Lawmakers, activists, take to Capitol steps to vow resistance to 15-week abortion ban

By: - January 12, 2022 4:53 pm

Lawmakers joined abortion-rights supporters at the Old Capitol on Jan. 12, 2022. Credit: Imani Thomas

State lawmakers and women’s right activists took a stand on the Old Capitol steps to let Republican legislators know that they are ready to fight efforts to ban abortion at 15 weeks.

During a rally on Wednesday, they spoke out against HB 5, a bill that would prohibit a physician from terminating a pregnancy if the gestational age of the fetus is more than 15 weeks.

HB 5 was filed on the first day of the 2022 legislative session by state Rep. Erin Grall, a Republican representing Indian River and part of St. Lucie counties.

Rep. Michele Rayner said the people of Florida are prepared to fight to protect abortion rights.

“I have this to say to the governor and the sponsors of these bills: ‘You can bring it on, because you can mess around and find out what’s going to happen,’” said Rayner, a Democrat representing parts of Hillsborough, Manatee, Pinellas, and Sarasota counties.

“If you don’t listen to the people, the people will make sure you don’t have a seat in power,” she said. “What we’re planning to do is show up and show out.”

The measure is unconstitutional under existing U.S. Supreme Court precedents. However, the court’s new conservative majority appears primed to overrule those protections in a case involving Mississippi’s 15-week abortion ban.

House member Anna Eskamani of Orlando argued abortion is a women’s health issue.

“There’s no such thing as a reasonable abortion ban,” she said.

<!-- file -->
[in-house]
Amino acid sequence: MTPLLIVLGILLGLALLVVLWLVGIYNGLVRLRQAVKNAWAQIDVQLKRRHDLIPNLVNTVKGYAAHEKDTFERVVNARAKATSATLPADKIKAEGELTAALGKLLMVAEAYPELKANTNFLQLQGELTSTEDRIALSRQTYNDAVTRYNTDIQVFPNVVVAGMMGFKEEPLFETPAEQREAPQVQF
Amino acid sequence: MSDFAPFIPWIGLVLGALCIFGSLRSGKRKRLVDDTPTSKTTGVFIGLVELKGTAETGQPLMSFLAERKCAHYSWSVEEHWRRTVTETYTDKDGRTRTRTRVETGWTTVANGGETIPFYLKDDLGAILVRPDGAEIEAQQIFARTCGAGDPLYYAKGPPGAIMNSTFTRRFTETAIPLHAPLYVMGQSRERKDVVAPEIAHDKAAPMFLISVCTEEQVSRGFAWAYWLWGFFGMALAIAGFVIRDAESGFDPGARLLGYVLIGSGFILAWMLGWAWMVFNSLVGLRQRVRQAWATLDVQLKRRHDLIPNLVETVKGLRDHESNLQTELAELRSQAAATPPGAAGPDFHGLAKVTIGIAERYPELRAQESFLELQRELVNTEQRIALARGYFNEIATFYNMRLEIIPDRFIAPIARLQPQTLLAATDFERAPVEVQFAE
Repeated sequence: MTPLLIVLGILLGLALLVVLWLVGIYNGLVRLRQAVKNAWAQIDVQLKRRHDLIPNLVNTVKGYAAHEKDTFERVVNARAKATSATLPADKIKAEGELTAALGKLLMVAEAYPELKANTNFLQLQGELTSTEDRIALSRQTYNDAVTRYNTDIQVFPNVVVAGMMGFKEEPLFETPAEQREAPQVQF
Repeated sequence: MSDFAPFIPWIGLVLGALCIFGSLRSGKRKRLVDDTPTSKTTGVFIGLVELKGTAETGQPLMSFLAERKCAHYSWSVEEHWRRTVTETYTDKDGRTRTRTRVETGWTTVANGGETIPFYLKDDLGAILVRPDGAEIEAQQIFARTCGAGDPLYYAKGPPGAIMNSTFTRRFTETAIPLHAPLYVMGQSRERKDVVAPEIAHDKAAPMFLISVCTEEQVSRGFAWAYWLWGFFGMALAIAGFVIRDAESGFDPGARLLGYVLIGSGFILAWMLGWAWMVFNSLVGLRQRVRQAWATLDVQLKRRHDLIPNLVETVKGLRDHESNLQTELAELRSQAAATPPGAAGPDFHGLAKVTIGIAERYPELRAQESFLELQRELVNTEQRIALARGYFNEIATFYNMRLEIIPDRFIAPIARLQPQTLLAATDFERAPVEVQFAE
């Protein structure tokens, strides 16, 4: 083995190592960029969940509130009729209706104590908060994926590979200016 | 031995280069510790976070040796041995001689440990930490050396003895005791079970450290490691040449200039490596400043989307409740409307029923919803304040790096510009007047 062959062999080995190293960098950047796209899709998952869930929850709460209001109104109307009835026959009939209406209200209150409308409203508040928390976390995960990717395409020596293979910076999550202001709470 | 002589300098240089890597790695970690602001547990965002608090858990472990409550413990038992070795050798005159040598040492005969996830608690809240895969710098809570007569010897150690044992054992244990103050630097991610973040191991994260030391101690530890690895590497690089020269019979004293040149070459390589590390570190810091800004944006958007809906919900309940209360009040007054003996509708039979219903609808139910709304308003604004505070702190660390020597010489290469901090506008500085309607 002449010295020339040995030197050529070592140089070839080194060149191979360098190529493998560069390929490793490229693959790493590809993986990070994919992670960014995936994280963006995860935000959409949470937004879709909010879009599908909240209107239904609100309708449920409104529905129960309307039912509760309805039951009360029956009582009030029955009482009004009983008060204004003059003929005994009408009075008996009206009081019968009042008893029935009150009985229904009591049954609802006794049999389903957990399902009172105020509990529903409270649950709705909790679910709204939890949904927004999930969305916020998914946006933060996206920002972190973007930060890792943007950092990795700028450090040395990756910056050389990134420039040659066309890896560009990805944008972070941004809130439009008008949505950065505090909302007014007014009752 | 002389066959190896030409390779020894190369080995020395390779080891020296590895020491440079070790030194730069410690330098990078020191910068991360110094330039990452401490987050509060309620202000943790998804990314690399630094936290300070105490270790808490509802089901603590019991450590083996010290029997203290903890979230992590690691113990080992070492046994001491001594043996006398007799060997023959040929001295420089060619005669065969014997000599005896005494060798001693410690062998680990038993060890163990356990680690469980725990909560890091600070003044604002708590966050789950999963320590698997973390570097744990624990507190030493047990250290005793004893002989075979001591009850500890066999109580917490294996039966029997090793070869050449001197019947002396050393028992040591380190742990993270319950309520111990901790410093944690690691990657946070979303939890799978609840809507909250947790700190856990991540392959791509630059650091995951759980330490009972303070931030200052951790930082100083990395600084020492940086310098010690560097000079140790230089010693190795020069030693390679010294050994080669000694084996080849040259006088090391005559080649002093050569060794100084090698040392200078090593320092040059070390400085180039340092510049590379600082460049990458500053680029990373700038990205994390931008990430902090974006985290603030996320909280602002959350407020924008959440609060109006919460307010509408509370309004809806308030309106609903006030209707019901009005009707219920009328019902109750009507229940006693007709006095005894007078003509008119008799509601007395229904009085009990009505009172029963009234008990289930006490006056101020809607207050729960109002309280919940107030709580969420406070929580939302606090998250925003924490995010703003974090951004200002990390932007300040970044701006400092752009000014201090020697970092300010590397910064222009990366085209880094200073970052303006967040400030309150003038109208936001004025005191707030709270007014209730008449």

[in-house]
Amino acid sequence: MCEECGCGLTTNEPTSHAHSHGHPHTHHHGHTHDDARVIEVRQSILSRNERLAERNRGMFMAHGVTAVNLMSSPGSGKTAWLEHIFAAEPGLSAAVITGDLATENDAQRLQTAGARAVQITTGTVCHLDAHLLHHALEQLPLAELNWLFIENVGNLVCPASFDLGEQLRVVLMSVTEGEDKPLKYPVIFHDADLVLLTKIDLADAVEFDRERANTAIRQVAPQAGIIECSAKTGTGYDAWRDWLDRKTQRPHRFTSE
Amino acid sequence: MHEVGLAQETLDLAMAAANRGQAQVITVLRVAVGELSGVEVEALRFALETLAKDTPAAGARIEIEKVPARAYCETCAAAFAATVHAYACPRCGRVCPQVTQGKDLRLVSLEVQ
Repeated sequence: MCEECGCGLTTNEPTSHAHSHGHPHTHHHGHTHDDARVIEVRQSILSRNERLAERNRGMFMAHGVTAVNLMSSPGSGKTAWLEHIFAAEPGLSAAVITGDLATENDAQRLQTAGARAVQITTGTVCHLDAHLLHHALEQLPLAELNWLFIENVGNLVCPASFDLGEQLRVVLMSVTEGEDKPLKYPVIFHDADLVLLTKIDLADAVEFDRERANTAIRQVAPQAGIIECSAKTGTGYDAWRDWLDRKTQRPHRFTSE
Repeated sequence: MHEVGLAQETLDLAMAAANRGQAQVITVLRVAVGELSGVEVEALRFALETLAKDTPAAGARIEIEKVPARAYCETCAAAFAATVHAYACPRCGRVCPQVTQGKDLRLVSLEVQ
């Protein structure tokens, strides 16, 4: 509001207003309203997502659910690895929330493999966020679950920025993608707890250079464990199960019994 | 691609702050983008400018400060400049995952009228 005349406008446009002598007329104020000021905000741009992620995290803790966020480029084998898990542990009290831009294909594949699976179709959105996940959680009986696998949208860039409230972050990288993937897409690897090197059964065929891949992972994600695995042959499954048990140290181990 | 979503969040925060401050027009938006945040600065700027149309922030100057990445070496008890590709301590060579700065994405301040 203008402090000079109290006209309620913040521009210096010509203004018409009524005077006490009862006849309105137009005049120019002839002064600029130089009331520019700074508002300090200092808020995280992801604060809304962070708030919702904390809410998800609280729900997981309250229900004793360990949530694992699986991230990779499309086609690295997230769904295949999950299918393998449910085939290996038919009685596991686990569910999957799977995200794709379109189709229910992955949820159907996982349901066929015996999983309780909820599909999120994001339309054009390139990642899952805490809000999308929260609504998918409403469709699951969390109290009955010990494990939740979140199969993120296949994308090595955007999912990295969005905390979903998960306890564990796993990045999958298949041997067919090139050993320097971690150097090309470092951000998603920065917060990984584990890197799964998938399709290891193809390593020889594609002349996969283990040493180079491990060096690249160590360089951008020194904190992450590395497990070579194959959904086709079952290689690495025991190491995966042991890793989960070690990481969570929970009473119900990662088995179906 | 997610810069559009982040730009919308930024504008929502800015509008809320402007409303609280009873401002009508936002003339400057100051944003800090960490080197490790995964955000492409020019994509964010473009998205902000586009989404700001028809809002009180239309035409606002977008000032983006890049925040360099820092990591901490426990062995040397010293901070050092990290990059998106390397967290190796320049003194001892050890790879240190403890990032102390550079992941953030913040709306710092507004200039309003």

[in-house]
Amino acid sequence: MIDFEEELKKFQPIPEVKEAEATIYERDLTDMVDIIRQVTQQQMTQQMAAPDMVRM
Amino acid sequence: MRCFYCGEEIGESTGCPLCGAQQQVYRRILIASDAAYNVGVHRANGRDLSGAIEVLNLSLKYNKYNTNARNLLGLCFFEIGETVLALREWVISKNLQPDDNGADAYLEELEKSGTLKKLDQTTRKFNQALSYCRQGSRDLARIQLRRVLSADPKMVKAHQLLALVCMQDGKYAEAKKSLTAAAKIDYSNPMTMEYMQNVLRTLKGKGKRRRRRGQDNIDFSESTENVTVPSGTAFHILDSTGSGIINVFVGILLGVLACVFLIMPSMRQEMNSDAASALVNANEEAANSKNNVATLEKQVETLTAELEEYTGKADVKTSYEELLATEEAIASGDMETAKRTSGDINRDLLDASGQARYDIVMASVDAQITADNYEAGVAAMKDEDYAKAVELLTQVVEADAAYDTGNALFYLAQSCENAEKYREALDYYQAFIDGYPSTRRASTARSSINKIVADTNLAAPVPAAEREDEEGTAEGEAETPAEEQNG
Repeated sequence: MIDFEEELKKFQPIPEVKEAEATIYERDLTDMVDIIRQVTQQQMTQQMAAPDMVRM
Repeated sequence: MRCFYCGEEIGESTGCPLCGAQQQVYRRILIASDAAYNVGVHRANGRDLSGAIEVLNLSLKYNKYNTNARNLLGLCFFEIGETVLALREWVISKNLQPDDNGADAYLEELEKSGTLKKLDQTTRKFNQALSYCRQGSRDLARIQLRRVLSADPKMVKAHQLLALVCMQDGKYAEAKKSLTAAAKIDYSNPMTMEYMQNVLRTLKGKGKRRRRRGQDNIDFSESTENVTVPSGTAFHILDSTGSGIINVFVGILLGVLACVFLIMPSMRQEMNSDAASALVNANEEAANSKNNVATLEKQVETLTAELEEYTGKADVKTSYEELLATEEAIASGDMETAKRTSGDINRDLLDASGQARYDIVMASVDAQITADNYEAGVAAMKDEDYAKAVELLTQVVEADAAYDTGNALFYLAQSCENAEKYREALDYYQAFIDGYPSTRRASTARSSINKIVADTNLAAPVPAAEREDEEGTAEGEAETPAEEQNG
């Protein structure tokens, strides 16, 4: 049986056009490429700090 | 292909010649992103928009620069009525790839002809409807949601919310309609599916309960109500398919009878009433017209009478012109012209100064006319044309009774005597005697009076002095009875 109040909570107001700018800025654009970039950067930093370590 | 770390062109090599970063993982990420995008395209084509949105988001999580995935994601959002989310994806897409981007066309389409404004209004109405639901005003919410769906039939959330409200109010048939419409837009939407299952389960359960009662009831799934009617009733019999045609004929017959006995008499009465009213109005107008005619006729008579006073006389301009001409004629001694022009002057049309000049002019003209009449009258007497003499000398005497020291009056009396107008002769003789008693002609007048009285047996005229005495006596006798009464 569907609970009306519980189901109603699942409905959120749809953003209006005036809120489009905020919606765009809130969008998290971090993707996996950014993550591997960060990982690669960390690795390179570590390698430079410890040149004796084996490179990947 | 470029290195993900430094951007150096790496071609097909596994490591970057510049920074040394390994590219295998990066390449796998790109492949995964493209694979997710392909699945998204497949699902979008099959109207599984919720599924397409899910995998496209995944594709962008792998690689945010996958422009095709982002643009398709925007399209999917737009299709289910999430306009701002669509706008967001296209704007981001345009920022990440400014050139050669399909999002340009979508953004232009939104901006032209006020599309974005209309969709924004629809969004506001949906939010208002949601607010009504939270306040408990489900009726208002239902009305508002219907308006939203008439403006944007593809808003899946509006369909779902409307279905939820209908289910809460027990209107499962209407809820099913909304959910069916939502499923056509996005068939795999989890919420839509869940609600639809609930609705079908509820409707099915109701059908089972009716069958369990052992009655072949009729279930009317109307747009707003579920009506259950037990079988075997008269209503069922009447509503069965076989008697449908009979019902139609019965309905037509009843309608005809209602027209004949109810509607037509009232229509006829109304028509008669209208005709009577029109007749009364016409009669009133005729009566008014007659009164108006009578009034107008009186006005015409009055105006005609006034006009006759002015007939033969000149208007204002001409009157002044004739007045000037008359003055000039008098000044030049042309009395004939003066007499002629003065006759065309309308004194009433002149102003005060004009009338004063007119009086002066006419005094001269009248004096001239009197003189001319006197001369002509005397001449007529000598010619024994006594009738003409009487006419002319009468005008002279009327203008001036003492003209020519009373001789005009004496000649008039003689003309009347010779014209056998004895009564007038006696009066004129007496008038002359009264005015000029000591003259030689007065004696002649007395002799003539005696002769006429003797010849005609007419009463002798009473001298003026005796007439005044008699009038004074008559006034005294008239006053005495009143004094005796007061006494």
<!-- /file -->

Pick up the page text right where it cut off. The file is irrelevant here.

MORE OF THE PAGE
Should the bill pass, the closest state to get an abortion would be North Carolina, Eskamani said. “And when you get to North Carolina, you have to go through their 72-hour wait period. So, you can imagine the cost associated with that.”

HB 5 and its Senate companion (SB 146) by Sen. Kelli Stargel lack language allowing private-citizen lawsuits to enforce abortion restrictions, as allowed under a recent Texas law. Stargel represents parts of Lake and Polk counties.

Proposed legislation emulating the Texas law has been filed in the Florida House but has gone nowhere.

Sen. Shevrin Jones, a Democrat representing parts of Broward and Miami-Dade counties, said that lawmakers should focus on addressing more important issues, such as rising COVID caseloads.

“I want to ask my Republican colleagues: ‘Aren’t ya’ll tired?’ I’ve been here for 11 years, and we’ve seen this rodeo time and time again,” Jones said.

Regarding Gov. Ron DeSantis calling Florida the “freest state” during his State of the State address, Jones’ response was: “If Florida is truly a free state, free our women and leave them the hell alone.”

Reporter Issac Morgan contributed to this report.

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